Cowboy, Take Me Away: Falling in Love on Interstate 5

September 1999

Hey, can you play that song again?

Dara and I are in my pickup truck, driving north on I-5, headed home from a weekend in San Diego.
 Dara and I have been dating a month. She’s 22. I’m a decade older. For a change, she is not a former student of mine. Dara and I meet at the gym, where she teaches kickboxing and spinning classes.

After a month, the physical chemistry is sweetly intense. The sex is both excellent and frequent. It’s not just lust, though. We make each other laugh, have long talks about religion, and are almost ready to meet the other’s parents.

When it comes to her future plans, I try not to mentor her. Dara is 22, four months out of undergrad at USC, utterly unsure what she wants to do next. She’s a fitness trainer, and that brings a little income. She’s thinking about grad school in Cognitive Science, but isn’t sure she wants to make that commitment. 
 And Dara is also a trained lyric coloratura soprano who has been singing seriously since she was 8. She’s sung with a variety of companies, opera as well as choral music, but rarely lasts long with any. “I don’t play well with others,” Dara says, a quality she blames on being a Scorpio with an Aquarius rising and an Aquarius moon. (Dara and I share a high tolerance for woo.)
 Though she says she misses choirs, Dara “gigs” a lot, looking for opportunities to perform alone. One Saturday, I come to hear her sing at a wedding service in a park. The couple is middle aged, and judging from the vows, agnostic. It doesn’t stop them from having Dara sing “Ave Maria” and then John Denver’s “Annie’s Song.” She is as mesmerizing as the wedding is bizarre.

So, back in the truck on that September Sunday, we’re taking turns choosing CDs. I’ve just endured her Fatboy Slim, and am responding with my new Dixie Chicks album. Dara slouches in her seat, puts her feet on the dash , and flips through a Vogue. I feel a sudden flash of insecurity as she retreats into herself, and I force myself to leave her be.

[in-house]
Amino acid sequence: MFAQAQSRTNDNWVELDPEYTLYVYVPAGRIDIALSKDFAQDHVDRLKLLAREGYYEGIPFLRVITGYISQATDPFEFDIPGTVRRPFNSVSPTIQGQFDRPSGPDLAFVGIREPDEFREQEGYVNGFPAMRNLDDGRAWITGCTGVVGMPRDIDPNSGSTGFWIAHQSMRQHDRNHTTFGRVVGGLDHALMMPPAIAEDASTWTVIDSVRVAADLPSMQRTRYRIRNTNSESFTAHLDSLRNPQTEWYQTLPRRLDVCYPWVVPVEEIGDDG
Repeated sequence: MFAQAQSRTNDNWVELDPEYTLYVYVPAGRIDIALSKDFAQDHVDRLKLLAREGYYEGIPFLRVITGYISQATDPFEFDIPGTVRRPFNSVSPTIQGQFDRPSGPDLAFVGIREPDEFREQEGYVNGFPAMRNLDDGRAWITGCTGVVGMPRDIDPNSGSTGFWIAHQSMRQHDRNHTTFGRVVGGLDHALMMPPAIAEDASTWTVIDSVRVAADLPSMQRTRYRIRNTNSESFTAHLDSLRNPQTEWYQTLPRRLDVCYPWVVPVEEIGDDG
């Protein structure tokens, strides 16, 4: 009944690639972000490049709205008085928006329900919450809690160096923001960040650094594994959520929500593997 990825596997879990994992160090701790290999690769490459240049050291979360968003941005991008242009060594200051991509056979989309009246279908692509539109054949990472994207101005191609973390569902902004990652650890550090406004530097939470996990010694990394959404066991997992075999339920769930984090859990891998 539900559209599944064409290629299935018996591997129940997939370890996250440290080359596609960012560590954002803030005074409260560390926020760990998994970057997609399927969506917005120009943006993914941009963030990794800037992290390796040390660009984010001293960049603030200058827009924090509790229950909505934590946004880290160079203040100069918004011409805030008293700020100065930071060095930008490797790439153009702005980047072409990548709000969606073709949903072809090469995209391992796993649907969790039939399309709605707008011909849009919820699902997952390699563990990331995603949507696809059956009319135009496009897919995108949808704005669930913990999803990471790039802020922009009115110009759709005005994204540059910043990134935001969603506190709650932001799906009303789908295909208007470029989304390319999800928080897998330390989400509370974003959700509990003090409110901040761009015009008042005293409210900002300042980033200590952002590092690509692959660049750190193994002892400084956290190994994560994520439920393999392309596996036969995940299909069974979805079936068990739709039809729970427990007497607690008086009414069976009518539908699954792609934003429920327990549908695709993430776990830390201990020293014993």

We pass San Juan Capistrano, and the traffic suddenly slows to a crawl. Dara looks up and sighs, then takes my right hand and puts it on her upper leg.
 The third song on the album, “Cowboy, Take Me Away” starts to play. It’s already my favorite track, but at the moment, I’m more interested in how Dara’s responding to my touch than I am to the music.

Halfway through the song, Dara sits up. She holds my hand steady, listens intently.

When it’s over, she asks me to play it again. 
 “It’s such a great track,” I start to gush, “just so –“ 
 “Shhh” says Dara, as she leans forward, releasing my hand. She closes her eyes. I shrug inwardly. Who knew she’d fall for the Dixie Chicks?
 When it ends, Dara asks me to turn off all the music for a moment. We inch along towards Mission Viejo in silence. I’m wondering if there’s some deep-seated family trauma that the song has uncovered, and wondering when I should ask, when Dara looks over at me. 
 “Play it one more time.” Her voice is very firm.
 I press play on track #3 again. And just as Natalie Maines’ voice hits the speakers, Dara’s voice joins. On top of Maines’ solid country alto, Dara layers a dazzling soprano, first a deliberate beat ahead, now a beat behind, rising effortlessly on the chorus, so ethereal that it seems to pull Maines’ voice right on up into the heavens. 
 Dara has heard the song twice. And yet Dara knows every word. Dara knows every measure, every stop. She knows the harmony. Dara’s eyes are straight ahead, focused on the road, but she is somewhere else. She is not sitting next to her boyfriend in an Orange County traffic jam. 
 The only explanation is that Dara is channeling something, a gift both immense and incomprehensible. I’ve seen other artists do it from afar. I’ve never had anyone do it in the passenger seat of my pickup.

Maybe this is all my romantic projection. 
 “Cowboy, Take Me Away” lasts four minutes and 47 seconds. During the 4:47 that Dara sings, I fall in love with her. It is long enough for me not only to fall in love but to know I’ve fallen.

Everything is different now, I think. What a fool I was not to see her for what she really is!

The song finishes. Dara sags back against the seat, puts her feet back up on the dashboard, gives a long, slow whistle.
 “Sweetheart, that was absolutely incredible,” I rave, taking her hand. “You need to do that for me again.”
 Dara glares, pushes my hand away. We don’t say anything for several minutes.

At last, she sits up, leans over, and puts her hand on my leg and whispers harshly in my ear. “I don’t ever need to do that again, not for you or anyone. Music doesn’t work that way.” 
 I nod, eyes on the road. “Sorry.”

Dara softens, kisses my cheek. “So many other things you can ask for, though,” she says, her voice throaty and low.
 I am relieved.

Dara leans back in the seat, puts her feet on the dashboard once again. She takes my right hand in her left; with the other she lifts the waistband of her shorts. “I know a really good way to pay me back,” she says softly.
 And as we push north, my eyes on the road, pay her back is what I do.


Without prompting, Dara will sing “Cowboy, Take Me Away” to me three or four more times before we break up in January 2000.
 It will be five years before I’m able to hear the song again.